In a series of moves this week that have alarmed free speech advocates and critics of media consolidation, the Federal Communications Commissions (FCC) voted to abolish a rule requiring radio and television broadcasters to maintain studios near the communities they serve, and FCC chairman Ajit Pai announced further plans to end certain media ownership rules.
“At a time when broadcast conglomerates like Sinclair are gobbling up new stations and pulling media resources out of marginalized communities, we still need the main studio rule to help connect broadcasters to the local viewers and listeners they’re supposed to serve.”
—Dana Floberg, Free PressThe policy shifts are expected to significantly benefit the right-wing Sinclair Broadcast Group—whose reported close ties to Pai have raised concerns as the federal government reviews Sinclair’s proposed $3.9 billion merger with Tribune Media, which would expand the broadcaster’s reach to 72 percent of the country.
The “main studio rule” was established in 1939 and required that radio and TV broadcasters maintained studios within 25 miles of the communities where they were licensed to transmit signals. When broadcasters could prove that it was in the public’s interest to have studios located outside of that range, they were allowed to apply for exemptions.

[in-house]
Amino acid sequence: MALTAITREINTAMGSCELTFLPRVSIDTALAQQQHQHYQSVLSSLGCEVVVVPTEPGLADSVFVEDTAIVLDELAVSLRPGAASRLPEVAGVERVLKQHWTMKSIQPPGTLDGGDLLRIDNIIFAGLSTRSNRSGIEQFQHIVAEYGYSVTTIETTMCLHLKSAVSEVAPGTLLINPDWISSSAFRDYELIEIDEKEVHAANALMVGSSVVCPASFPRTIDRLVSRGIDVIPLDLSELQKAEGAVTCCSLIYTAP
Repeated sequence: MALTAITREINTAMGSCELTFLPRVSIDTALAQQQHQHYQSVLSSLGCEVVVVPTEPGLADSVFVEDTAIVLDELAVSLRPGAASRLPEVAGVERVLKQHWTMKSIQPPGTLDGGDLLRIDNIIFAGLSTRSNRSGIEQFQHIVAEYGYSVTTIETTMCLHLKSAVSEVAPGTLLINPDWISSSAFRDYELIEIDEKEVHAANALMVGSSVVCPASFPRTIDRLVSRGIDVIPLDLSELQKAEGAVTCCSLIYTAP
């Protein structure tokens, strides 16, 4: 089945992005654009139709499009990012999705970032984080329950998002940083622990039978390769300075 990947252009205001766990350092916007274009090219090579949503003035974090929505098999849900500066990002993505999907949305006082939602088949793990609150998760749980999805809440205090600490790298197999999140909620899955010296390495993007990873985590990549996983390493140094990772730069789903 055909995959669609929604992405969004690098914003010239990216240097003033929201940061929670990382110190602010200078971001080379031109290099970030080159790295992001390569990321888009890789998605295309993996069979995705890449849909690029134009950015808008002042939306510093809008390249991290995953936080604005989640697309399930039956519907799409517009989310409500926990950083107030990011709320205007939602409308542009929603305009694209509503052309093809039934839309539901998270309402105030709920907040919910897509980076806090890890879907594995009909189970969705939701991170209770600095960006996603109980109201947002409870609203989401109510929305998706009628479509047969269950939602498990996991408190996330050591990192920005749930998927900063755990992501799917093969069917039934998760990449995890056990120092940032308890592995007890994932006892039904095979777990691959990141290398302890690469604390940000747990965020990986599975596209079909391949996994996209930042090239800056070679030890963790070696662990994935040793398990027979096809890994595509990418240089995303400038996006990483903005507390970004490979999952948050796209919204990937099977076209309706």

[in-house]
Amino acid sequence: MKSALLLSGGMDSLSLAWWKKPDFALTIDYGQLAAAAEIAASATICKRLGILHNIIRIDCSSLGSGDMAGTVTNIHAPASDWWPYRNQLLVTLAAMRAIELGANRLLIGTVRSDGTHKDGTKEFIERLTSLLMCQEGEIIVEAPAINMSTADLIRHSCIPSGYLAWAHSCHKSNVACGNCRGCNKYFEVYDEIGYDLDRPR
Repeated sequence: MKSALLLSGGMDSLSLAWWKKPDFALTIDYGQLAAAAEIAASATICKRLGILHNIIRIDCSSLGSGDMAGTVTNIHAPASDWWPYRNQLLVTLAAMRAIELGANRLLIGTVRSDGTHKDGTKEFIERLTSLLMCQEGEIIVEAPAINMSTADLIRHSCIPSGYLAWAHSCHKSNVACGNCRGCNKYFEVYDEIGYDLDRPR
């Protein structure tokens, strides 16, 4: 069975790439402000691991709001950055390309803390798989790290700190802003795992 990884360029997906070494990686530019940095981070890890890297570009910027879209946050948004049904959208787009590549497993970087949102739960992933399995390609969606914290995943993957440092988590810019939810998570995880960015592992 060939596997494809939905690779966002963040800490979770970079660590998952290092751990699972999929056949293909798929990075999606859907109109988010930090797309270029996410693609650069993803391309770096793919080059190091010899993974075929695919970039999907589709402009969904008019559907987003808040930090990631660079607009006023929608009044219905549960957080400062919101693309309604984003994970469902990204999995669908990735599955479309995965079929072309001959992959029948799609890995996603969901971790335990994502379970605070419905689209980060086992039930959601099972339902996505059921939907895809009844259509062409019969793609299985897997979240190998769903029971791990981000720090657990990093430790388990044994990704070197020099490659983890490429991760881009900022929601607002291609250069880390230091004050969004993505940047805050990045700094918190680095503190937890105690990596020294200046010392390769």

While Pai, a Trump appointee, claimed (pdf) that due to technological advancements, the regulation was “no longer needed to enable broadcasters to be responsive to their communities of license,” consumer advocacy group Free Press warned that the FCC’s decision to end the rule will allow broadcasters to homogenize reports instead of serving local communities.
Calling the decision a “massive handout to [Pai’s] friends and political allies at Sinclair,” Free Press policy analyst Dana Floberg warned, it that “will hit low-income families, rural populations, and people of color the hardest.” By eliminating this rule, she added, the FCC “has blasted open a path for conglomerates like Sinclair to move even more resources—including broadcast facilities and staff—away from underserved communities.”
“At a time when broadcast conglomerates like Sinclair are gobbling up new stations and pulling media resources out of marginalized communities,” she said, “we still need the main studio rule to help connect broadcasters to the local viewers and listeners they’re supposed to serve.”
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